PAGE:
If eyeglasses can be produced one at a time through a 3-D process, it could radically change the industry, cut down on water use and wasted scrap.
That's the concept being explored at a new company Luxexcel Group BV of Goes, the Netherlands, founded by Richard van de Vrie.
“We should be more into digital manufacturing. We should be able to make one piece or 10,000 pieces using a computer so we don't manufacture what we don't need,” van de Vrie said in a telephone interview.
He said it is time for a change in optics manufacturing.
Traditionally, optic lenses are made by grinding and polishing a blank — a process that wastes water and creates plastic waste that isn't reused, he said.
His solution is to use a 3-D printer. His company is working to perfect a system whereby each lens is individually printed without need for grinding, polishing or using a mold to produce the product.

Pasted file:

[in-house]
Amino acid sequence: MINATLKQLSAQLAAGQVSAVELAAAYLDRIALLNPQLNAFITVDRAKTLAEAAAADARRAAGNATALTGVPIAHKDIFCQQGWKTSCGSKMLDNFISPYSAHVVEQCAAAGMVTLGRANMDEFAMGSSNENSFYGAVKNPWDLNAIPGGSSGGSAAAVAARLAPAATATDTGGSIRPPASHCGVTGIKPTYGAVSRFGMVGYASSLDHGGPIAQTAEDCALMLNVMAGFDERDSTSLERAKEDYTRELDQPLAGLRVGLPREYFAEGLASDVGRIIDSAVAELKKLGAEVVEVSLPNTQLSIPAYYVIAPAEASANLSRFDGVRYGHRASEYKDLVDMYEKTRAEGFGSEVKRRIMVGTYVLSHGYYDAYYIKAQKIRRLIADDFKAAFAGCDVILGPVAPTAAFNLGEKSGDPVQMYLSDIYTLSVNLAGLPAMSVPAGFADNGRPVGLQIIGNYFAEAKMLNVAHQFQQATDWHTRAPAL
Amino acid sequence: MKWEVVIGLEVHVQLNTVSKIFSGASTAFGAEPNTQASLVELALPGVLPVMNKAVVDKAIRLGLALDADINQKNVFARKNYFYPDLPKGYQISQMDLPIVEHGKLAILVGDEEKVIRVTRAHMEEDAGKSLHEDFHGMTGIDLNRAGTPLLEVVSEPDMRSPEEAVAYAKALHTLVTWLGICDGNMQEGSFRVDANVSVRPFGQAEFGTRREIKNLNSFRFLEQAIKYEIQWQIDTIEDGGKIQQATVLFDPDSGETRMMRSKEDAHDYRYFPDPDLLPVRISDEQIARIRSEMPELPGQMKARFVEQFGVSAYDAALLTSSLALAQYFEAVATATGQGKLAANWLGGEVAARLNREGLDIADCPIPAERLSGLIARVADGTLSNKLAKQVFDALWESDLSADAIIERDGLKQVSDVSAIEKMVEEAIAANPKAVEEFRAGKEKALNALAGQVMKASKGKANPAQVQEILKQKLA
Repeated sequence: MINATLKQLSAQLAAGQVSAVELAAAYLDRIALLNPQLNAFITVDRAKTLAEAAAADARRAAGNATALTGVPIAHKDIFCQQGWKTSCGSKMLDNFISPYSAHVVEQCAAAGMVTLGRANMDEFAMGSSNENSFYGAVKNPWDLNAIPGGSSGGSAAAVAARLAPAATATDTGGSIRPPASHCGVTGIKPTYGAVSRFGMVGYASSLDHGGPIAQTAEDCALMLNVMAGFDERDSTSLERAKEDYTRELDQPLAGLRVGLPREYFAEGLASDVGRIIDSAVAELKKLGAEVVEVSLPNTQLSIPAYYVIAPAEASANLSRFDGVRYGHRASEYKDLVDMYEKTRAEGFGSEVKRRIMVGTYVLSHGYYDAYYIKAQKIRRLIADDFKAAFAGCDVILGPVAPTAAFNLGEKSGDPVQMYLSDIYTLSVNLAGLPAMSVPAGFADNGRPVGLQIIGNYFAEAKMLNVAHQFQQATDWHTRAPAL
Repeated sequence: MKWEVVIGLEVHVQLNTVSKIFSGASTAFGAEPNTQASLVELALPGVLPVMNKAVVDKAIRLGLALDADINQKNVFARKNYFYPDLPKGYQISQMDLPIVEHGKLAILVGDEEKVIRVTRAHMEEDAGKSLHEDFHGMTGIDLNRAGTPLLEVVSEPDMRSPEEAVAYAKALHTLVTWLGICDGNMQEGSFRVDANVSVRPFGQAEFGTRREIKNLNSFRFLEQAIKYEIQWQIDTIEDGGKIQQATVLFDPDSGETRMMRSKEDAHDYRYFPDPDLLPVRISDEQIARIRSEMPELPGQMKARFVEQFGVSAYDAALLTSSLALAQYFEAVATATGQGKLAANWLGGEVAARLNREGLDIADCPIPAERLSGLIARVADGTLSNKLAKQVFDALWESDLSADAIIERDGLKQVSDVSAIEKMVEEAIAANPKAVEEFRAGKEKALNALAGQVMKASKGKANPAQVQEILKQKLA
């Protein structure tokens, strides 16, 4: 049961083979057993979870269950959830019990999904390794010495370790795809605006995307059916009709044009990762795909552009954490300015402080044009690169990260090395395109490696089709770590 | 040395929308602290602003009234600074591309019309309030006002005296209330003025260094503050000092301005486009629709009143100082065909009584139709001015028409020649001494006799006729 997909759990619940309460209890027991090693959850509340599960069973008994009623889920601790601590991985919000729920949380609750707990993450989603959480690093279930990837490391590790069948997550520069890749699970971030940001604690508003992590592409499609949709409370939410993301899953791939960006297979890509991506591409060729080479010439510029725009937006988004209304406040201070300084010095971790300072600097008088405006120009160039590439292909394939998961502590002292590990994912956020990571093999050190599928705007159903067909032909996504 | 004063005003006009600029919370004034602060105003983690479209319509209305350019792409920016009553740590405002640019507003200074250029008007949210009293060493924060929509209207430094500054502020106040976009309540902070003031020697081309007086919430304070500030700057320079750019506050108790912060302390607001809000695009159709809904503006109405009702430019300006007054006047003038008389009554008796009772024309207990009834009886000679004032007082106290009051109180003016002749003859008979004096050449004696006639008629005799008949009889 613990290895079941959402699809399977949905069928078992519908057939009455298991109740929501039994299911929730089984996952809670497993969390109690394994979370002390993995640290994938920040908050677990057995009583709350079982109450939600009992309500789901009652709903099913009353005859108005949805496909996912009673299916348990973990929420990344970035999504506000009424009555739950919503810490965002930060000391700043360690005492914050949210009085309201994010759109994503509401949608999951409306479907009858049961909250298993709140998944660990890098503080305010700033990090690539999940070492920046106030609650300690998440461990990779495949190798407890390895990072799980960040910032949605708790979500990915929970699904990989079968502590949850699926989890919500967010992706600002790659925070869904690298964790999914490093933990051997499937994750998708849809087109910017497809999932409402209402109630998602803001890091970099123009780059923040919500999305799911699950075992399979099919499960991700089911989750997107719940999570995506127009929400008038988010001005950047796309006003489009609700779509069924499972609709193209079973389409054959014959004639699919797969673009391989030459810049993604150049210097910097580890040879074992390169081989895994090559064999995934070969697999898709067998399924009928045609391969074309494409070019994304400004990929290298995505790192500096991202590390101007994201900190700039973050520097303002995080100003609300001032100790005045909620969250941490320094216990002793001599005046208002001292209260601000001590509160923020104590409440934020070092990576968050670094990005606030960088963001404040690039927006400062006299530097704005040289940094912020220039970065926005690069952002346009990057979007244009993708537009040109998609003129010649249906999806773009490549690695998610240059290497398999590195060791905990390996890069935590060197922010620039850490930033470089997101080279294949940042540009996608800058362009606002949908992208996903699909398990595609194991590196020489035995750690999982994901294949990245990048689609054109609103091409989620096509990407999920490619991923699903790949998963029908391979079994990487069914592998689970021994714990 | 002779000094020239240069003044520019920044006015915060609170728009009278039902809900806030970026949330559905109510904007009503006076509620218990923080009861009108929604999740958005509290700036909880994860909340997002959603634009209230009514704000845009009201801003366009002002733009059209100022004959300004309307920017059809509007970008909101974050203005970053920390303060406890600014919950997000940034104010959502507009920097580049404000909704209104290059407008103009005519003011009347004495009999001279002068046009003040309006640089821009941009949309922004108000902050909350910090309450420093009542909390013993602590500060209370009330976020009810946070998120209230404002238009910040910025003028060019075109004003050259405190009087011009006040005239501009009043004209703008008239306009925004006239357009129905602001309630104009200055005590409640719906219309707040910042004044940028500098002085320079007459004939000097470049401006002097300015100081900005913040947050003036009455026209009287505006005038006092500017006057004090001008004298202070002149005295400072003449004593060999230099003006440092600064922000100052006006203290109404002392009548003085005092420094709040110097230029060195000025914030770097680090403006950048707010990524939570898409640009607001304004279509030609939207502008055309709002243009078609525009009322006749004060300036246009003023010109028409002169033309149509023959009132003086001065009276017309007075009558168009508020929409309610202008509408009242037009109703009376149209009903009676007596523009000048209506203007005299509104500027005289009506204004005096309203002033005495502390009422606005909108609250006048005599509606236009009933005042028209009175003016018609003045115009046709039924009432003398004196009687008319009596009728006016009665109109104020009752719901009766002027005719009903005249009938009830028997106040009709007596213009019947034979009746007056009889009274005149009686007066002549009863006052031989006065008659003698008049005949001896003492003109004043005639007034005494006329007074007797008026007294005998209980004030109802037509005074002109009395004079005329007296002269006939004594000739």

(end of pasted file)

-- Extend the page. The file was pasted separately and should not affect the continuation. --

“We print with droplets like water so you don't have layering. You lose the sharp edges and the need for polishing,” he said.
Luxexcel has used the process in LED lighting and other areas and expects to be able to make ophthalmic-quality lenses soon.
Van de Vrie said the company uses acrylic materials that are safe to use, and is working to set up labs that would do the printing. The additive manufacturing process uses a CAD file instead of a mold or a blank to make the lens.
“We are almost ready to start the first trials. In 2017 we will place the first printers in labs. From there, we hope to have a system in place in 2018,” he said.
Luxexcel primarily has research and development staff. It sees the United States as a key market.
Van de Vrie's background is in the lighting industry. He founded Luxexcel in 2009, and has been developing the process, material and software to produce eye glasses ever since.
If glasses can be done for each customer, they can be tailored for each individual's use. “Every eye is different. Every eye shows a weakness and every one can be improved,” he said.